Two Democratic House lawmakers are urging the Canadian government to ensure border officials allow residents of two communities geographically isolated from the rest of the U.S. to transit through Canada to access the rest of the country.
Residents of Point Roberts, Wash., and Minnesota's Northwest Angle have encountered problems trying to cross the Canadian border to enter the Lower 48, Reps. Suzan DelBene of Washington and Collin Peterson of Minnesota wrote in a letter Tuesday to Public Safety Minister Bill Blair. That's despite guidance published on the Canada Border Services Agency's website stating that travelers from the U.S. must prove to border officials they're entering Canada for an "essential" reason, "or are only transiting, or are an immediate family member."
That exception for "transiting" travelers appears to have been removed from the government's website , which was last updated on Aug. 7. CBSA did not immediately comment.
The issue: The letter builds on a campaign by Washington state lawmakers and Gov. Jay Inslee to pressure Ottawa into being more forthcoming about its calls on border crossings. The restrictions have been in place since March and extended for 30-day increments ever since, with few new exceptions made to the "essential" travel definition.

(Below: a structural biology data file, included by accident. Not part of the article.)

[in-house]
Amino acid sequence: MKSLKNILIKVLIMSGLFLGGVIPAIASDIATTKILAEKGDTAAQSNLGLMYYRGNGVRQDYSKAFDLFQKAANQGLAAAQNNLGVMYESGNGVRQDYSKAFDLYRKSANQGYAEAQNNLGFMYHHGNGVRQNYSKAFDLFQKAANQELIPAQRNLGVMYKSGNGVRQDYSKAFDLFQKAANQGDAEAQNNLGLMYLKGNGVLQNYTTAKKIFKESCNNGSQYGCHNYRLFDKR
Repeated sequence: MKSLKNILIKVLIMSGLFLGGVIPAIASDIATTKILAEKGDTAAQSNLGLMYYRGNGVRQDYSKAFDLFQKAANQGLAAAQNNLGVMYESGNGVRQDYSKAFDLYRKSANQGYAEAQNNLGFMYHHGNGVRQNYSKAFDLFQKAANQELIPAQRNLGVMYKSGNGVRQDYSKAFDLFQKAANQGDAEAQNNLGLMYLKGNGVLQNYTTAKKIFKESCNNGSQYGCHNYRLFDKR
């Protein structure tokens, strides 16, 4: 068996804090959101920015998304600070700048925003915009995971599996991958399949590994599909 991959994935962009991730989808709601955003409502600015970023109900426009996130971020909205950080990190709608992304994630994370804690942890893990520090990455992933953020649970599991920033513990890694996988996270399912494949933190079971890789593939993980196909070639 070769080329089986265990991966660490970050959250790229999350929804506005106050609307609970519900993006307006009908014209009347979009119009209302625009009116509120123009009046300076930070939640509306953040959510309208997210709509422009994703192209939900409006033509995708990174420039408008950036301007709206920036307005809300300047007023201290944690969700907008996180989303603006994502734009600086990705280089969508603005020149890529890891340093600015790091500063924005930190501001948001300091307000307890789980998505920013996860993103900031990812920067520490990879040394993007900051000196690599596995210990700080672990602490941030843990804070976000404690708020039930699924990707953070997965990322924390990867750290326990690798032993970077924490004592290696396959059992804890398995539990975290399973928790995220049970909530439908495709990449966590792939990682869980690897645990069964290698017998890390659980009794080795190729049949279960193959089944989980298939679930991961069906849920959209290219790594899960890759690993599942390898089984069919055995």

Point Roberts and the Northwest Angle are exclaves geographically separated from the rest of the U.S., meaning residents must pass through two border checkpoints to get back into the States. With that geographic isolation often comes long distances for groceries and medical appointments, and some have reported trying to cross with family members only to have CBSA officers turn travel companions away.
Americans living in Minnesota's Northwest Angle can only travel to the rest of the U.S. by open water if denied entry into Canada at the land border, the lawmakers wrote, creating "a logistical and safety hazard that has hurt businesses and prevented Americans from visiting family or homes they own."
DelBene and Peterson reiterated an argument those residents have made: that CBSA officers can easily verify their unique status as exclave residents.
"Individuals who live in or are traveling to Point Roberts and the NW Angle could be identified with drivers’ licenses, leases, or ownership documents," they wrote. "There are many options that would allow Americans to access these isolated geographic points without any risk of exposure to Canadian residents."
What's next: The current border restrictions expire Sept. 22 and are widely expected to be extended again in some capacity.